Two Maryland Hospitals Sued For Misdiagnosed Liver Disease During Pregnancy

162017_132140396847214_292624_nTwo Maryland hospitals, including The Johns Hopkins Hospital, have been sued for their alleged negligent failures to timely and properly diagnose and treat a woman’s liver disease during her pregnancy, thereby leading to permanent brain damage and her current vegetative state. The gravely injured woman, who uses a ventilator to breath, has required around-the-clock nursing care for more than two years due to her irreversible brain injury, according to the Maryland medical malpractice lawsuit that was filed in court on August 18, 2014 by her husband, on their behalf.

The 33-year-old woman, who has two elementary school-aged children, went to the defendant community hospital located in Baltimore County, Maryland, in August 2012, when she was 12-weeks pregnant with her third child. She sought medical treatment for severe nausea and vomiting, which had caused her to lose 14 pounds during the early part of her pregnancy. She was treated for dehydration and malnutrition but was not given vitamins intravenously, according to the Maryland malpractice claim. On the evening of the day she sought treatment in the hospital emergency room, she complained of a heartburn-like feeling and she was admitted as an inpatient.

It was not until the second day after admission that the woman was diagnosed with extreme and serious morning sickness. Her medical negligence claim contends that her symptoms at that time should have revealed that she had liver dysfunction but the hospital failed to properly diagnose and treat her condition. Two days later, the hospital staff noted signs of liver dysfunction but she was not further tested, according to the medical malpractice allegations.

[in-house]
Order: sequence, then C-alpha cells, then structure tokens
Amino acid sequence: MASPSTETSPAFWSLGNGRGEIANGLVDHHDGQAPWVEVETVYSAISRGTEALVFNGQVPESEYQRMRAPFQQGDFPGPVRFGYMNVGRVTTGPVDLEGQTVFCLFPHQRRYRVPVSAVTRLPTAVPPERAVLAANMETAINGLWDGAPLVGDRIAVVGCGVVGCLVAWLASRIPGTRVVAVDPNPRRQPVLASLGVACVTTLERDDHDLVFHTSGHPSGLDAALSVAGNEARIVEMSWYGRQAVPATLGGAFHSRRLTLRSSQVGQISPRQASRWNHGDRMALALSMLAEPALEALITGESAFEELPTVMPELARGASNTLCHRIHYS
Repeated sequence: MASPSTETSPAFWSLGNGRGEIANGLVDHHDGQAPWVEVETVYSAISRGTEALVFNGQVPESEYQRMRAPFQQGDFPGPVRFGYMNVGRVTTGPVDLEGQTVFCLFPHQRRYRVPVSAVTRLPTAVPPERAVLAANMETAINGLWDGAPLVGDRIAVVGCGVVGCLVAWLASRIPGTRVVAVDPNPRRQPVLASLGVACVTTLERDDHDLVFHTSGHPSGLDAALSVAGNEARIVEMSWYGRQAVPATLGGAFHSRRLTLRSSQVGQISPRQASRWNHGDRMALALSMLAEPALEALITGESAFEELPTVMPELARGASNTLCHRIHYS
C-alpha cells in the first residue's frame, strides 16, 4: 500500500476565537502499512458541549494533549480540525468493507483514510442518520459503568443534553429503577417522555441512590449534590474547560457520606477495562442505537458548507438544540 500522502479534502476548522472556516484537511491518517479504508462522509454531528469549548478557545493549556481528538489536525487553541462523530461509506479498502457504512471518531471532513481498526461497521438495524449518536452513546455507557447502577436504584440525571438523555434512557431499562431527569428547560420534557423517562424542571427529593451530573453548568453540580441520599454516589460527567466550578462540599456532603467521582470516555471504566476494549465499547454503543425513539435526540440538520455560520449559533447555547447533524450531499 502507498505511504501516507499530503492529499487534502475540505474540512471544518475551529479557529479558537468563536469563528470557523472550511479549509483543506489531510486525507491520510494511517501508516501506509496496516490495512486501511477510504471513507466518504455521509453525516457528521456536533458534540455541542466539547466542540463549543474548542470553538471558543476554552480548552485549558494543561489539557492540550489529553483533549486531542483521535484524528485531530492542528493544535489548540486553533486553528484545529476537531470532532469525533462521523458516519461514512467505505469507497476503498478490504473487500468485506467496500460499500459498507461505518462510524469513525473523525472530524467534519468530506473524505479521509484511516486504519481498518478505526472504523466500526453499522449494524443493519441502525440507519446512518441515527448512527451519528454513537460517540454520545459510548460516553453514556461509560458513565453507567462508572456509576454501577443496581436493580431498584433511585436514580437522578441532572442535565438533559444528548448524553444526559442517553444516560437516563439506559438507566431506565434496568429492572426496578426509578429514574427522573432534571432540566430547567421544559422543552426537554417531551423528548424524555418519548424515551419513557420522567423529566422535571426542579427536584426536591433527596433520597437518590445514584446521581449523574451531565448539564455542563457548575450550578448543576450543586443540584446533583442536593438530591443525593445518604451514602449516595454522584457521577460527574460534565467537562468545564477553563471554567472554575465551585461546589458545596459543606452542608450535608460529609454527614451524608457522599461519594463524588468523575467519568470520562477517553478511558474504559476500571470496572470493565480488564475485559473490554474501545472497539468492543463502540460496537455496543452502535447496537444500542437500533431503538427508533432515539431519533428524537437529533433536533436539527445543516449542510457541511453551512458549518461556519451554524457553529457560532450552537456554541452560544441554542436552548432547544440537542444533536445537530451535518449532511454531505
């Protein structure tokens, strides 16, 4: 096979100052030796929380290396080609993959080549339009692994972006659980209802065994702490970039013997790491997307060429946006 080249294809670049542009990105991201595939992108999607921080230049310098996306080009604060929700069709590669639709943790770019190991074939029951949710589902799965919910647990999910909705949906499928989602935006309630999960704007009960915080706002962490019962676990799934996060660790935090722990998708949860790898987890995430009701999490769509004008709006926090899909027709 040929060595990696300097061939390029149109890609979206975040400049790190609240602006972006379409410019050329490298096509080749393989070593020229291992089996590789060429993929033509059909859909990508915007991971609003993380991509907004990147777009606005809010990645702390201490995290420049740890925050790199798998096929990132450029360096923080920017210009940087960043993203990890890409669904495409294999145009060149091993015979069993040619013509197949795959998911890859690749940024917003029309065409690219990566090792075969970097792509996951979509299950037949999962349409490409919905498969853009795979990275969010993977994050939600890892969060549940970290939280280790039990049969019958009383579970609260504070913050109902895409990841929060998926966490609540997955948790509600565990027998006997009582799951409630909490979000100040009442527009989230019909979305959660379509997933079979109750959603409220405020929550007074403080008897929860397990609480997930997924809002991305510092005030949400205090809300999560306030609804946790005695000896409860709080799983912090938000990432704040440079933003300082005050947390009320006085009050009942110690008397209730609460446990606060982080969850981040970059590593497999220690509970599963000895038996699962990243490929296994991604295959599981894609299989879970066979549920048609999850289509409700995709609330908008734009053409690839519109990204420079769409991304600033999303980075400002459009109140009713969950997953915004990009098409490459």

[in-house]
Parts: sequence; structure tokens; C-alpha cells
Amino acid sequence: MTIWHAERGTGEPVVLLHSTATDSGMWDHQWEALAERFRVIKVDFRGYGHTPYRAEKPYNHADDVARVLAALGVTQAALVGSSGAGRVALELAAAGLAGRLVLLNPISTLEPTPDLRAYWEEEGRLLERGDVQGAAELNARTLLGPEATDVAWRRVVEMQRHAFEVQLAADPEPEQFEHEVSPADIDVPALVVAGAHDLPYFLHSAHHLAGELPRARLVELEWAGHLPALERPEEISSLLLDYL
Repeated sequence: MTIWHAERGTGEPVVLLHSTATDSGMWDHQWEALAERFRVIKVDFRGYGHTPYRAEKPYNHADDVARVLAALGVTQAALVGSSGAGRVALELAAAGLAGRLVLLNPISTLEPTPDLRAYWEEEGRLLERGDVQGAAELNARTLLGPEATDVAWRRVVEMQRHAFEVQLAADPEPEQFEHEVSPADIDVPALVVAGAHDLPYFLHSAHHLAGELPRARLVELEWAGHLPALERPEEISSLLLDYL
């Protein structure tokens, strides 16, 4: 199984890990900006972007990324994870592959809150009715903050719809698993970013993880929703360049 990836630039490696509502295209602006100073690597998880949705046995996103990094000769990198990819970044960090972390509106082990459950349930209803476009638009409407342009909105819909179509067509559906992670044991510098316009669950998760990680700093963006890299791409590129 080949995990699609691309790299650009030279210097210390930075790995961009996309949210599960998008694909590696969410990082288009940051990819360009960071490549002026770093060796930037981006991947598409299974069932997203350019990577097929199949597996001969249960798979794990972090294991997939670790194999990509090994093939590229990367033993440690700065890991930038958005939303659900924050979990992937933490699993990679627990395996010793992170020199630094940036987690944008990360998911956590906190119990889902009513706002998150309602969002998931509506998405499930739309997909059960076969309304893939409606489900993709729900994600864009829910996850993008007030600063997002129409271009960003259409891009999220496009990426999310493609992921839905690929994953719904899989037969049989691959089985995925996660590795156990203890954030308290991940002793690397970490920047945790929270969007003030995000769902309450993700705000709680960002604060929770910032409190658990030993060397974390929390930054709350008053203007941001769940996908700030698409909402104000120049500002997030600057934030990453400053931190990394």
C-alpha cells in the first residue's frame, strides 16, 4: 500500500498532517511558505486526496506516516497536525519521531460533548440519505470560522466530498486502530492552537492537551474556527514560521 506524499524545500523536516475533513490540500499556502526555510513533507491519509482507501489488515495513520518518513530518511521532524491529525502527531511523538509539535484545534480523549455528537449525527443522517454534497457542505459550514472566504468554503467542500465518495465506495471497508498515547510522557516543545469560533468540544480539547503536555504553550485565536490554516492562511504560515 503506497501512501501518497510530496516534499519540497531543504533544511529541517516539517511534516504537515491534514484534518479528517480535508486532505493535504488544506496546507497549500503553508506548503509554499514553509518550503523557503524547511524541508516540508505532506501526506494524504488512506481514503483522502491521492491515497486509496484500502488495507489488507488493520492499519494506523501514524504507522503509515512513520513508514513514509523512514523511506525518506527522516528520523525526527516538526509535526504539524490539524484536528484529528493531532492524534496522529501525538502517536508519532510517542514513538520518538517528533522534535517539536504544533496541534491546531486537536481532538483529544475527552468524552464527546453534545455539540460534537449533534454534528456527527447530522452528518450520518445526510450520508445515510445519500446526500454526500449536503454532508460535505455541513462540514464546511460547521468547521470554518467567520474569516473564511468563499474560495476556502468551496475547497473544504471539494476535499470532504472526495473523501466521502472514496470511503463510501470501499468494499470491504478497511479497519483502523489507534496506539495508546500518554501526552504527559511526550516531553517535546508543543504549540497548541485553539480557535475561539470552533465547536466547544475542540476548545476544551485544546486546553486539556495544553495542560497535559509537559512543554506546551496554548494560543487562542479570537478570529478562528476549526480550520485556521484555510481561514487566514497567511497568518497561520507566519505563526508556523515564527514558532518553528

The woman suffered a miscarriage that same day. A D&C was not performed and part of the placenta may have been left behind (which was not removed until she was subsequently transferred to The Johns Hopkins Hospital).

The following day, the woman complained of ear problems and tingling in her left thigh, which could have been signs of hepatic encephalopathy, but her physicians allegedly did not consider her condition to be an emergency situation. That evening, the woman complained that she was having vision problems, that she was unable to focus her attention, and that her tingling and numbness were progressing.

The following day, the woman experienced a fall after which she told her physicians that she was having vision and hearing problems as well as feeling numbness over her entire body. The community hospital physicians consulted with physicians at The Johns Hopkins Hospital (“Hopkins”), and they agreed that the woman would be transferred to Hopkins once a bed in the neurological ICU became available. However, the Hopkins’ physicians did not recommend further medical testing to the community hospital’s physicians, prior to transfer, according to the Maryland malpractice lawsuit.

Shortly after midnight, the woman was transferred and admitted to Hopkins, where a liver biopsy and emergency procedures were undertaken to address her failing liver. Despite such efforts that restored her liver function, the woman suffered a catastrophic brain injury that is irreversible, The Maryland medical malpractice case was filed against both hospitals and numerous physicians, seeking compensatory damages in the amount of $28 million.

Source: The Daily Record, August 21, 2014. McVay, et al. v. The Johns Hopkins Hospital, et al.  Circuit Court for Baltimore City, Case No. 24-C-14004802.

If you or a loved one suffered serious injuries, or worse, as a result of medical malpractice at The Johns Hopkins Hospital in Baltimore, or in another hospital in the United States, you should promptly seek the legal advice of a Baltimore medical malpractice attorney (or a medical malpractice attorney in your U.S. state) who may investigate your hospital negligence claim for you and represent you in a medical malpractice claim against a hospital, if appropriate.

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This entry was posted on Friday, August 29th, 2014 at 7:53 am. Both comments and pings are currently closed.

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